Rashes from Plants

The Allergists McLean VA Trust for Plant Rash Treatment
With the advent of summer, many people in Gainesville, VA, Falls Church, VA, Tysons Corner, VA, as well as the rest of the Washington, DC metropolitan area, are experiencing various types of rashes after outdoor activities.

“Irritant contact dermatitis” develops in individuals with very sensitive skin when they handle plants with prickles or barbs.  Some other type of plants cause skin reactions only in people who are previously sensitized to them.  This is called “allergic contact dermatitis.”  Physical contact of the skin with oil from these plants, called urushiol, is usually the culprit in these instances.

Poison ivy, poison oak, and poison sumac are the common plants that produce urushiol and trigger inflammation of the skin.  They grow as shrubs in open fields, wooded areas, on the roadside, as well as in backyards and parks throughout Falls Church, VA, Gainesville, VA, and Tysons Corner, VA.

The offending oils can be found on the leaves, stems, flowers, and roots of these plants. Exposure to even a small amount of urushiol can result in a severe rash in susceptible people. Touching the plants directly or indirect contact through pets, tools, and/or clothing can lead to the rash.  Airborne exposure can also occur especially when the plants are burned.

The symptoms can start anywhere from a few hours to a few days after the contact and usually presents itself as redness, swelling, itching, and/or burning of the exposed areas of the skin.  The rash may get more severe over the next few days and form blisters of various sizes.  They are usually distributed in a linear or streaky pattern depending on the type of contact.  The fluid that oozes from the blisters does not contain urushiol and therefore is not contagious.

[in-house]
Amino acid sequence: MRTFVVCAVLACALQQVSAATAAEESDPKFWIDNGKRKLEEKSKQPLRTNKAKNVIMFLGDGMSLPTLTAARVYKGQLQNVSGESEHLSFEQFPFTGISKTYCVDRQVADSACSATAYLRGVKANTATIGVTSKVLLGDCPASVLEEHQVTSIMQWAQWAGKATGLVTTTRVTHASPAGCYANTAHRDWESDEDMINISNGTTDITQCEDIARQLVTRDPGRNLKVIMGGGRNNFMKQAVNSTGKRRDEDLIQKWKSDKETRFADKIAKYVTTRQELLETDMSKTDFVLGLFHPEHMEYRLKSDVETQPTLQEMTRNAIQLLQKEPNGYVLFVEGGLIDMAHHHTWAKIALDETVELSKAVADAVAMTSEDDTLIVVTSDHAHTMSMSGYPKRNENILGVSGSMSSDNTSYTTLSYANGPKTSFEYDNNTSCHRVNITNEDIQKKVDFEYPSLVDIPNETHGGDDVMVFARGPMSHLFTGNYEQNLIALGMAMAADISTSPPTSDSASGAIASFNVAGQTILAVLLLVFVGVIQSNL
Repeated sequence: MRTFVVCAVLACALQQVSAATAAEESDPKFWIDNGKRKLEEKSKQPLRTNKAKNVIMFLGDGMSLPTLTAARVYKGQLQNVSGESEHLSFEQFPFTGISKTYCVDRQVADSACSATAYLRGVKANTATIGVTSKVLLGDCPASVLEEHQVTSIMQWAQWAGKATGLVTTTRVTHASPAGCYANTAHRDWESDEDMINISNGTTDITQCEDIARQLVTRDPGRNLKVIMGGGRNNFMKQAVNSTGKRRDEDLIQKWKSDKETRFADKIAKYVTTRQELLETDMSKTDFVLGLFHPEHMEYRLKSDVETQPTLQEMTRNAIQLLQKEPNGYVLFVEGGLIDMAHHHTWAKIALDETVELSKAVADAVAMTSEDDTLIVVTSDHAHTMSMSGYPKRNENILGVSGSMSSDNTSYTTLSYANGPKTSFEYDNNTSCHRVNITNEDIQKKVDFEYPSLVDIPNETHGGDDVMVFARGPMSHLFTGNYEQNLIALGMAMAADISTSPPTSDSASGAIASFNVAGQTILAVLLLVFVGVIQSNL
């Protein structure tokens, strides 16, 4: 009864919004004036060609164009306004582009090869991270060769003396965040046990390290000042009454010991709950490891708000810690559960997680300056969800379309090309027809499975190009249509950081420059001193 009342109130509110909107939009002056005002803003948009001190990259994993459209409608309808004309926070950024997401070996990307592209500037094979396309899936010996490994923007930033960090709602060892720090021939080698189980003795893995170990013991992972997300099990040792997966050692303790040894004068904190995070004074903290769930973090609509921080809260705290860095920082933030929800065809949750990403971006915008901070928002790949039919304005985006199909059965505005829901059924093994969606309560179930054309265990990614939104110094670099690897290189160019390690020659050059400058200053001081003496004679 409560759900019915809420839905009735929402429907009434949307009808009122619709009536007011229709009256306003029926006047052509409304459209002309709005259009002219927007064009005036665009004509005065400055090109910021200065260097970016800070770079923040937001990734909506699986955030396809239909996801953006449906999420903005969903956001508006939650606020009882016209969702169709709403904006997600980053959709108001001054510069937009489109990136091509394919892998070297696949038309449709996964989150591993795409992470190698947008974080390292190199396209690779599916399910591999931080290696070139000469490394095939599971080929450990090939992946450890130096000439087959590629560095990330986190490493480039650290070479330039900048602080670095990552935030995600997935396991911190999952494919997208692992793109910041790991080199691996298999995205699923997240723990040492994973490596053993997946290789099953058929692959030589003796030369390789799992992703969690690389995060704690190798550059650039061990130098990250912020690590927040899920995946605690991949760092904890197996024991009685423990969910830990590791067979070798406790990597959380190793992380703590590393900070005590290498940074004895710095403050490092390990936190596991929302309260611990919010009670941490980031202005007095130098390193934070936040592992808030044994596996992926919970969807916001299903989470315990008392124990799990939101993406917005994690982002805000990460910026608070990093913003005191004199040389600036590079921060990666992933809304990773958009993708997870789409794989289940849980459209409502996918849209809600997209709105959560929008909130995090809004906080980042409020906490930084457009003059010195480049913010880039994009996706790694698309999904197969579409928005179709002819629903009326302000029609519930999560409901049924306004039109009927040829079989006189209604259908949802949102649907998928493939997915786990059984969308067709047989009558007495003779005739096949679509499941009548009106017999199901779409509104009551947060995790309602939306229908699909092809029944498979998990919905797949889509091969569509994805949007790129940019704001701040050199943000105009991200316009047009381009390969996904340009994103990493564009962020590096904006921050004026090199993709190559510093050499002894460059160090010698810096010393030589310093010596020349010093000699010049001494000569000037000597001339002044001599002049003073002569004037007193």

The diagnosis is established after a detailed history and physical examination.  No blood tests or X-rays are needed.  The characteristic appearance of the lesions and their distribution pattern provide useful clues.

Thoroughly rinsing the exposed area with large amounts of warm water as soon as possible after known contact with plants may help remove the offending oily resins to some extent. After the rash appears, some helpful treatments consist of the following:

  1. Cool compresses to the affected skin.
  2. Local application of soothing agents such as calamine lotion and/or oatmeal baths.
  3. Antihistamines like Benadryl (i.e., diphenhydramine) by mouth to help relieve itching.
  4. If the affected area is limited and the rash and itching are intense, a topical medium to high potency steroid cream may be prescribed by an allergist in McLean, VA or the DC area.
  5. In more severe cases, an oral corticosteroid course may be needed to reduce the inflammation and prevent progression.
  6. In case of secondary bacterial infection, antibiotics are sometimes required.

One to three weeks is the usual duration of the condition.  Future episodes can be prevented by the following:

  1. Familiarizing with the appearance of the plants in order to recognize and avoid exposure.
  2. Wearing protective clothing including long sleeves, pants, boots, and gloves before outdoor activities.
  3. Applying commercially available OTC barrier creams to the skin in order to reduce or prevent contact with the toxic oils.
  4. Thoroughly washing clothes and bathing pets with protective gloves after coming into contact with the plants.

The board certified allergists at Black & Kletz Allergy in Washington, DC, McLean, VA (Tysons Corner, VA), and Manassas, VA have had many years of experience in treating poison ivy, poison oak, and poison sumac and will readily answer your questions and address your concerns at any time.  In addition to treating poison ivy, poison oak, and poison sumac, we also diagnose and treat both adults and children with hay fever (i.e., allergic rhinitis), asthma, food allergies, medication allergies, sinus disease, immune disorders,  eczema (i.e., atopic dermatitis), hives (i.e., urticaria), swelling episodes (i.e., angioedema), and other types of skin rashes.  The 3 offices of Black & Kletz all have on-site parking and the Washington, DC and McLean, VA offices are Metro accessible.  There is a free shuttle that runs between our McLean, VA office and the Spring Hill metro station on the silver line.  If you suffer from allergies, please call our office to make an appointment or alternatively, you can click Request an Appointment and we will respond to you within 24 hours by the next business day.  The allergist McLean VA patients trust at Black & Kletz Allergy have been serving the allergy and asthma needs of the Washington, DC metro area for more than 50 years and we take pride in providing quality care in a friendly and professional environment.